In its different formulations, the ideology of demographic security resumes, while modernizing it, the well known doctrine of living space. It was in the name of the Aryan race's right to living space, presumed indispensable, that the Nazi state launched its wars of territorial expansion.
a) There is reason to redouble our guard when the ideologues of contraception and contragestion accompany their discourses with warnings to people about "the deterioration of the environment" and "the exhaustion of natural resources." Parallel to the discussion on demography, the talk about the ecosystem is regularly called to the rescue of the anti-birth harangues. It risks dissimulating the same motives and being called in to "legitimize" the same programs for curbing the poor population.
Just as in the time of Malthus, they tone down the capacity of man to add a "plus" to nature, and they insist that the "human cattle" be kept within the limits technocrats are employed to define.
b) The powerful people of the entire world have put to work here, for their own profit, the doctrine of living space which their precursors invoked in favor of race. However, invoking the right to living space goes further here than at the beginning of the century. In effect, the rich and powerful intend, not only to preserve their present well-being, but they try to apply in some way to their descendants a preemptive right over natural resources as well as the means to control them. Knowing that the poor will not be able to add any value to them, the rich reserve their use in advance. In some way they are purchasing the future.
c) This concept of living space allows the US in particular to reinterpret its idea of its frontier.1 This was understood to mean a constantly moving border reached by explorers. These latter intended to replace the "natives" -- sometimes by killing them -- in order to enjoy the benefits of the natural resources that, according to them, the "natives were incapable of appropriately exploiting". This frontier moved toward the South and toward the West: It also moved toward the Southwest by annexing territories belonging to Mexico. But this frontier hasn't stopped moving even now, in the figurative sense, toward the Latin American continent, regarded since Monroe, as the "garden" of the United States. The U.S. continues to consider the region as crucial to its sphere of influence.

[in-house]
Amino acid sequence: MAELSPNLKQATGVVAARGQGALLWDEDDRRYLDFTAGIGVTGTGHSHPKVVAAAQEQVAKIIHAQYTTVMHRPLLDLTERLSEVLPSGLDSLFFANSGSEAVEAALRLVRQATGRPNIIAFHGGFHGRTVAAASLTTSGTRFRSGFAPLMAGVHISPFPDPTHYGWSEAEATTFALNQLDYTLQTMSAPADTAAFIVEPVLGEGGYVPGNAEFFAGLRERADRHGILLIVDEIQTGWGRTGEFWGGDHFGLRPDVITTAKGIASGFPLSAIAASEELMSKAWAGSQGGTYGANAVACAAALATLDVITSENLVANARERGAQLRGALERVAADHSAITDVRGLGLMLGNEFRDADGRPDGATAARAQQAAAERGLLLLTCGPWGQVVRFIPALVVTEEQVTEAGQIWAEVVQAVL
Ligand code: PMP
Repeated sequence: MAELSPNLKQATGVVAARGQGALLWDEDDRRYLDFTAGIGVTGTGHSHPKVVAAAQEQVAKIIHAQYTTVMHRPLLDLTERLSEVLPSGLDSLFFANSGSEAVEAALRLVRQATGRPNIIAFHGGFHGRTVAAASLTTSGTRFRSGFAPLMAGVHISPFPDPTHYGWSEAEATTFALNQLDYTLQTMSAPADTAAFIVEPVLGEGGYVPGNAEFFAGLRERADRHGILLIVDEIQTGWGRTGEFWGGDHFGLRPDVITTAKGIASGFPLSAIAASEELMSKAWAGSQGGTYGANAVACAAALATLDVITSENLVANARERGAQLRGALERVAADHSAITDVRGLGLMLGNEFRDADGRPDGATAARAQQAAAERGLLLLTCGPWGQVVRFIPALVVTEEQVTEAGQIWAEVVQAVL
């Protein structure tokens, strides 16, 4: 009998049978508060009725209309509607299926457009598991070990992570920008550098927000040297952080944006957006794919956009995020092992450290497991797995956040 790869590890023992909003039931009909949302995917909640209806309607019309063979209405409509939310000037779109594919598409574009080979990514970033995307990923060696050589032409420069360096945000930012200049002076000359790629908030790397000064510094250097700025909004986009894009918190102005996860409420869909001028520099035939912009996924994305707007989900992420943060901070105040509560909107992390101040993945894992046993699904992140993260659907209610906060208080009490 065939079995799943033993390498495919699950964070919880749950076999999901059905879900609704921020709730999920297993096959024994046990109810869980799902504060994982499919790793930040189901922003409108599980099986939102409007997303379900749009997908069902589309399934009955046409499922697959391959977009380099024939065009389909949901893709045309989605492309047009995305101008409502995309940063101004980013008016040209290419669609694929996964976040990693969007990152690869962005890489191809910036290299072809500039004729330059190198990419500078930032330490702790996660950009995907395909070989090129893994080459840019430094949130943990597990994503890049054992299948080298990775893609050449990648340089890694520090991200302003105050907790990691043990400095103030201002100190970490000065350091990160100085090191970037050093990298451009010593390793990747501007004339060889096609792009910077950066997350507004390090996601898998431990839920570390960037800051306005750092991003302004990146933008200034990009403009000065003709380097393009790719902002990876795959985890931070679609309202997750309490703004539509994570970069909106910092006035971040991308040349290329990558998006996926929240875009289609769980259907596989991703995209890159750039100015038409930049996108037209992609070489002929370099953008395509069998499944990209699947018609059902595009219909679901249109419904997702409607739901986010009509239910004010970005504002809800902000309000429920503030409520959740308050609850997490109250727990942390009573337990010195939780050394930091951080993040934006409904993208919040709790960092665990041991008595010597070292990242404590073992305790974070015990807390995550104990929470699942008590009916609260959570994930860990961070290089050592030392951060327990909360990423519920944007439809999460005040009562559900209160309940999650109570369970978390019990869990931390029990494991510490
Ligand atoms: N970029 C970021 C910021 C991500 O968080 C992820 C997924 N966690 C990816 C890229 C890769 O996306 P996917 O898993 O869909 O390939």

d) The wealthy countries extend their "preemptive right" to knowledge and know-how. They jealously guard for themselves the important areas. For example, by taking advantage of GATT, they carefully choose what knowledge they are disposed to share. The US withdrew from UNESCO once it realized that countries of the Third World claimed a "new world order" of information. The US and other wealthy countries know that a large population, if it is well formed, is a source of development because it is favorable to exchanges. But how can we forget that all the totalitarian regimes endeavored to impoverish these exchanges, thereby fixing nations in their undeveloped state?
e) Thus we see the close connection that exists between the campaigns to control human life and the conservationist mentality. The powerful of this world regard their security as the foundation of their rights -- not only of their right to control the whole of the world's population, but also to control all the resources, including the intellectual resources.
Now this obsessive fear about security engenders, in individuals as well as societies, an avarice of a new kind and inhibits creativity. Such avarice consists in invoking the internationalization of human society and the market in order to withdraw from the poor the disposal of their natural resources. The rich and the powerful want to perpetuate the present; they only want to control future birth rates. But it's bad foresight, because by emphasizing that an infant costs, they loose sight of the fact that there will normally come a day when it will bring in money. Like all the avaricious, the rich think of the future as the overcautious consolidation of their present well-being. They refuse to make the least projection, for it would lead them generously to call into question today's practices in the name of a more just world with greater solidarity that we would like to see blossom tomorrow.
1 Cf. Peter Bauer, The Development Frontier (Boston: Harvard Press, 1991).
CBCP GUIDELINES ON PHILIPPINE POPULATION CONTROL
THE TAIPEI DECLARATION OF 1996